Concrete that is cast to a glued surface shall be kept dryer than normally because no water may be drawn into the underlying concrete.
As repair material, the epoxy plastics are used for repairing holes and damages in the form of putty, repair paste and epoxy concrete. Examples of damages include pot-holes, impact damages, salt damages, damages from component production and concrete pile damages. Another application example is as sealing material around fixtures, such as around railing posts.
Another special variant of gluing with epoxy plastic is injection into cracks and breakaways in concrete and rock. The method involves pumping in low-viscosity epoxy plastic in the cracks. The plastic thus glues together the separated surfaces. There is much that speaks for a cracked construction being repaired, namely:
- Cracked concrete cannot distribute the load it was designed for.
- Cracked concrete easily further degrades when subjected to freezing.
- Corrosion to reinforcement occurs.
- Pure leakage considerations.
Injection is addressed in detail in the chapter “Application and function”.
In construction and civil engineering works, lamination with epoxy and various fibres, primarily fibreglass also occurs. Examples of use are interior coatings in chemical tanks and renovation of sewer pipes.
Electrical and electronics
As shown in the figure, the largest application area for epoxy is electrical and electronics. Epoxy’s electrical insulation capability in combination with low moisture effect makes it suitable for the manufacture of circuit boards that are found in most devices, such as TVs, computers, cameras, etc. Epoxy is also used for components such as capacitors, diodes and transistors.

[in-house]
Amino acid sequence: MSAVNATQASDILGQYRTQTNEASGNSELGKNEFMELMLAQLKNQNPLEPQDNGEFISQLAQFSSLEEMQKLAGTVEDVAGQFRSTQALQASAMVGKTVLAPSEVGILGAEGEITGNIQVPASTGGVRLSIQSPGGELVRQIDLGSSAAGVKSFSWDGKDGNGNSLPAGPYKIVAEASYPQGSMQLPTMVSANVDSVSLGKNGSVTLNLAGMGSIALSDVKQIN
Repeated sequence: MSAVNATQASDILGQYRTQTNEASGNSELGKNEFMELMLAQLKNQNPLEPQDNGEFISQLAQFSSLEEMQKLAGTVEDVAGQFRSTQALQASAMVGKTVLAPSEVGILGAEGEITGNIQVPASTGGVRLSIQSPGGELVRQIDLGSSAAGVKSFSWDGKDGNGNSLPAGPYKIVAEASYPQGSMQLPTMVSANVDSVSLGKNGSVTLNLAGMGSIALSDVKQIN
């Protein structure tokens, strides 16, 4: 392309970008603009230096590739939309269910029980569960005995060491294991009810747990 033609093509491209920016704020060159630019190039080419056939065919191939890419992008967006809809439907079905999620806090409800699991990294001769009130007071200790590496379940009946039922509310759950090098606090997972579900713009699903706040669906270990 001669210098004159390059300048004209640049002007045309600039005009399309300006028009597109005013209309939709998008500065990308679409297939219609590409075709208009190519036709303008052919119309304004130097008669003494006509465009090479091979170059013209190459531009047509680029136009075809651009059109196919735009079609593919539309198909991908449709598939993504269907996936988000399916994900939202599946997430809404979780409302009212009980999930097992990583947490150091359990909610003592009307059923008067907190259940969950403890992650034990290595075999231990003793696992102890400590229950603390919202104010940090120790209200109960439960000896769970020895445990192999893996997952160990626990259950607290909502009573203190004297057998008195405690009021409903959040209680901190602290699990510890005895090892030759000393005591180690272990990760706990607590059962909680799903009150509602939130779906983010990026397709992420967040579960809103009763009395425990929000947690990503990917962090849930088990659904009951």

Epoxy is even used for embedding devices to protect against moisture or other aggressive environments.
In the aircraft industry, epoxy is primarily used as a laminate. The strength of carbon fibre epoxy laminate, in relation to weight, is very high in comparison to steel and aluminium alloys. The weight savings gained entail substantial benefits.
Model air planes used in competition are often manufactured in epoxy laminate, and details such as propellers, in carbon fibre and epoxy.
In the automotive industry, epoxy is primarily used as structural glue and thus replaces welding. These epoxy glues are of the single-component type, i.e. the hardener is mixed in the glue. Hardening subsequently occurs in a few seconds at high temperature. In the automotive industry, epoxy is also used for manufacturing press tools for sheet metal in the production of new car models. Extreme racing cars are as a rule, manufactured in epoxy and carbon fibre.
Once again, it is strength and low weight that is important.
As marine constructions, all types of boats are naturally included. By tradition, most fibreglass boats are manufactured in polyester resin. When if comes to boats with high performance, for example racing boats, epoxy is a better alternative. The epoxy’s strength and lower water absorption enables the laminate in the hull to be made thinner and consequently lighter.
Epoxy is used to a large extent to prevent water absorption in boats made of polyester resin. Water absorption in polyester plastic can lead to hydrolysis, i.e. degradation. A layer of just 0.3 mm epoxy prevents water from forcing its way into the polyester plastic.
On oil platforms, epoxy is used as protective coating on steel, both as a strong floor coating and as advanced corrosion protection.
Powder in this context refers to high molecular epoxy resin and hardener that are ground together. This powder can then be sprayed on a heated surface, where it melts and hardens to a coloured film. Examples are washing machines and corrosion shielded reinforcement bars.
Packaging and strapping
The interior lacquer in, for example, tin cans, is often epoxy lacquer. Freedom from pores and chemical resistance characterise such lacquers.
Under this heading, many things can be included. A very rapidly growing area of application is in the manufacture of propeller blades for wind power plants.
Epoxy is used to a relatively high degree in the manufacture of moulding tools. Examples of such manufacture can be sheet metal pressing, polyurethane casting, RTM, vacuum forming, injection moulding and blow moulding.
Such tools are used both in mass production of parts and for quick production of prototypes.